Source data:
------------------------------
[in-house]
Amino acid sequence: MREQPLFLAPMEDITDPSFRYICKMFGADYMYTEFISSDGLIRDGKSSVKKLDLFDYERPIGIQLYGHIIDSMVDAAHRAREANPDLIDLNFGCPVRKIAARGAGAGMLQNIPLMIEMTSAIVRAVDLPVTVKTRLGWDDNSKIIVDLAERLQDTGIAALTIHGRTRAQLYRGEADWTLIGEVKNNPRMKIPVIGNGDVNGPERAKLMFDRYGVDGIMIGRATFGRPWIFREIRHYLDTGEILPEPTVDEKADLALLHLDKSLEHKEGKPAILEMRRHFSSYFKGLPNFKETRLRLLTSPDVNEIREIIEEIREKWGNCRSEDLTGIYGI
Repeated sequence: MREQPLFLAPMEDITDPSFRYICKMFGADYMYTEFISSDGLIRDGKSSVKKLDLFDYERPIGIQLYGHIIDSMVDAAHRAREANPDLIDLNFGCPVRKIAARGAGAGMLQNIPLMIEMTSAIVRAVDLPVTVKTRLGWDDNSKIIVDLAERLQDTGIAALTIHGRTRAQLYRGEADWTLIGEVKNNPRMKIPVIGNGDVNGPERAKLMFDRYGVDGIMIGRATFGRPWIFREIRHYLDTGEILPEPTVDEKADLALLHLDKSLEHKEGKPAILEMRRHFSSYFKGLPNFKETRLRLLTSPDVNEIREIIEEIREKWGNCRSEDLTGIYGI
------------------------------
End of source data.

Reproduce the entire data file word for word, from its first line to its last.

[in-house]
Amino acid sequence: MREQPLFLAPMEDITDPSFRYICKMFGADYMYTEFISSDGLIRDGKSSVKKLDLFDYERPIGIQLYGHIIDSMVDAAHRAREANPDLIDLNFGCPVRKIAARGAGAGMLQNIPLMIEMTSAIVRAVDLPVTVKTRLGWDDNSKIIVDLAERLQDTGIAALTIHGRTRAQLYRGEADWTLIGEVKNNPRMKIPVIGNGDVNGPERAKLMFDRYGVDGIMIGRATFGRPWIFREIRHYLDTGEILPEPTVDEKADLALLHLDKSLEHKEGKPAILEMRRHFSSYFKGLPNFKETRLRLLTSPDVNEIREIIEEIREKWGNCRSEDLTGIYGI
Repeated sequence: MREQPLFLAPMEDITDPSFRYICKMFGADYMYTEFISSDGLIRDGKSSVKKLDLFDYERPIGIQLYGHIIDSMVDAAHRAREANPDLIDLNFGCPVRKIAARGAGAGMLQNIPLMIEMTSAIVRAVDLPVTVKTRLGWDDNSKIIVDLAERLQDTGIAALTIHGRTRAQLYRGEADWTLIGEVKNNPRMKIPVIGNGDVNGPERAKLMFDRYGVDGIMIGRATFGRPWIFREIRHYLDTGEILPEPTVDEKADLALLHLDKSLEHKEGKPAILEMRRHFSSYFKGLPNFKETRLRLLTSPDVNEIREIIEEIREKWGNCRSEDLTGIYGI